Does USA love Russia or Russia love USA? Can an American President love a Russian counterpart any time in future? USA and Russia are strongest foes with largest terror arsenals and their missiles target each other. The only plus point for them is that both are UN veto members, strategically controlling the world.
American media is filled with unbelievable stories about US presidential hopeful Donald Trump’s reverence for Russian president Vladimir Putin – former KGB intelligence officer who later in his career worked for KGB in Germany before he was handpicked by the new and first post-Soviet Russian president Boris Yelstsin to succeed him. Russia, Americans say, is frequently at odds with American interests on the world stage.
Is Trump all that committed on his pronouncements on Russian policy? Is there any creditable evidence that he has received Russian money? Are Trump’s business interests in Russia really all that significant?
Basically, Trump is an American hawk while Putin is a Russian variety of this character. Trump may have business interests in Russia that Puitn may back. Apart from that, Trump may have liked the boldness, stubbornness and thoroughness of Russian president.
Recently Republican Donald Trump said he is not sure what kind of relationship he would have with Russian President Putin if he is elected US president.
Democrats have consistently mocked Trump’s past remarks in praise of the Russian strongman, the latest instance coming from vice presidential nominee Sen. Tim Kaine.
Donald Trump pushed back on Hillary Clinton’s accusation that he’s cozying up to Putin after the charge put Trump’s running mate on the defensive during the vice presidential debate. The billionaire Trump sought to take away an argument that Clinton and her running mate, Tim Kaine, have ramped up in the final weeks of the campaign as they work to portray Trump as dangerous for American interests overseas. While US-Russia relations nosedive over failed diplomacy in Syria, Trump has complimented Putin, calling him a strong leader and even encouraging him to track down Clinton’s missing emails, though Trump later said he was being sarcastic.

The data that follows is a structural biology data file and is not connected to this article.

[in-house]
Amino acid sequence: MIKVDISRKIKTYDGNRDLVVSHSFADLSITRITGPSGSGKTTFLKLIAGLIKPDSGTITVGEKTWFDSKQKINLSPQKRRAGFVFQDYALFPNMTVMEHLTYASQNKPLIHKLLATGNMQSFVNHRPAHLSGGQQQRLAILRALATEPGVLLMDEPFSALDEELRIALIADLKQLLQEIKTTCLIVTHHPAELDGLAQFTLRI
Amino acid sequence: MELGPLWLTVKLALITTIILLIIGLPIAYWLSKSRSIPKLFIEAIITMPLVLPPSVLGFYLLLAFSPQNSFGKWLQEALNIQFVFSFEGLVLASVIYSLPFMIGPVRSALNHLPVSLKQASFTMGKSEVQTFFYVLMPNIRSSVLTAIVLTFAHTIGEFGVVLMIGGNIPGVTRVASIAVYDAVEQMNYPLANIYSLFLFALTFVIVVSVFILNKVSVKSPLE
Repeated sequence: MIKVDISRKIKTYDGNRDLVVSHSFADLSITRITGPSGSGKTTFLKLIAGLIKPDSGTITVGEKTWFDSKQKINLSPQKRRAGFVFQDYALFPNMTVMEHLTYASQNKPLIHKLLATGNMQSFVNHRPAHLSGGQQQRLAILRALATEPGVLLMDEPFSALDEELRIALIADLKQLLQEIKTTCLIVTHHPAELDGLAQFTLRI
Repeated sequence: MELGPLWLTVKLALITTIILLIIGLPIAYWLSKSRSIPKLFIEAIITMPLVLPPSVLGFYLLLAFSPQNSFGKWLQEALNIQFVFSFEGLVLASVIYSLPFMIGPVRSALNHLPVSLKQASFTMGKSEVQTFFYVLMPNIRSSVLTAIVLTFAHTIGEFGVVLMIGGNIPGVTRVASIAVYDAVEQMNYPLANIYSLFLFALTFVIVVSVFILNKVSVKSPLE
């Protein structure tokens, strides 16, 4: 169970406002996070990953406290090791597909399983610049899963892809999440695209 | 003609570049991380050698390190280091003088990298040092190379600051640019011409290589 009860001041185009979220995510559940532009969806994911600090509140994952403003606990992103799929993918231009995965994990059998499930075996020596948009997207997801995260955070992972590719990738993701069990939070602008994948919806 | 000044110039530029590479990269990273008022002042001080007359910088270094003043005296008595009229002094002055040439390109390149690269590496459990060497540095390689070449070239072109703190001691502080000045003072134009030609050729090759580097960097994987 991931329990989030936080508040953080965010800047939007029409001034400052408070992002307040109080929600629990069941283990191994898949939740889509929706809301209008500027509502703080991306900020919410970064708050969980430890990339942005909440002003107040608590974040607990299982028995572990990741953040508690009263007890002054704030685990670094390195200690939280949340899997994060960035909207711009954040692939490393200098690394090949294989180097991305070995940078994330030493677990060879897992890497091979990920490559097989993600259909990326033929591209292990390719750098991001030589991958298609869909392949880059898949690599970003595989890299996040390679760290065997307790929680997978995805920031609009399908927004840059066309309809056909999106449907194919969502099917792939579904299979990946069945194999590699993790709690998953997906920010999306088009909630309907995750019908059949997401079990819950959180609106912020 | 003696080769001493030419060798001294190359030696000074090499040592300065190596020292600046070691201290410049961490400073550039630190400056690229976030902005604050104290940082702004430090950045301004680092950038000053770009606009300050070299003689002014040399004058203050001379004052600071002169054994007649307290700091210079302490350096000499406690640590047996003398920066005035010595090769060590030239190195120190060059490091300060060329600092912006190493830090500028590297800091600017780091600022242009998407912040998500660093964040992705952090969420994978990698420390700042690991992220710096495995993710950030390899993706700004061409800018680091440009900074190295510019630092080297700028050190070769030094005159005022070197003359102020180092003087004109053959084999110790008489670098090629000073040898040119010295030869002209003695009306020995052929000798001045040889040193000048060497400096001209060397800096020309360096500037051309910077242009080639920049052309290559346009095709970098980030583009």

The celebrity businessman said his relationship with Russia’s leader would be determined by how Moscow responds to strong US leadership under a Trump administration. “They say Donald Trump loves Putin. I don’t love, I don’t hate. We’ll see how it works,” Trump told a rally outside Las Vegas. Speaking before an estimated crowd of 7,000 in Henderson, Nev., a Las Vegas suburb, Trump said he could not predict the type of relationship he would have with Putin.
Trump was on the campaign trail, making several stops across Nevada. Taking the stage in Henderson, Nev., Trump took his own victory lap for Pence’s performance, which he called “phenomenal.”
Clinton shrugged that off, saying Trump has weird fascination with dictators. “My opponent seems not to know the difference between an ally and adversary,” Clinton said at an evening fundraiser in Washington. “You guys love Russia,” Democratic VP candidate Kaine said in Tuesday’s debate. In a forceful rebuke, Pence described Putin as a “small and bullying leader” but blamed Clinton and President Barack Obama for a “weak and feckless” foreign policy that had awakened Moscow’s aggression in Ukraine and meddling in the Middle East. Pence’s cool demeanor contrasted with Trump’s bluster during his own, top-of-the-ticket showdown against Clinton. However strong Pence’s performance, Trump made clear he considers it a reflection of himself.
During the debate, Trump’s running mate Gov. Mike Pence, who has defended Trump’s praise of Putin, backed away from Trump’s previous praise for Putin, calling the Russian president a “small and bullying” leader.
Trump and Russia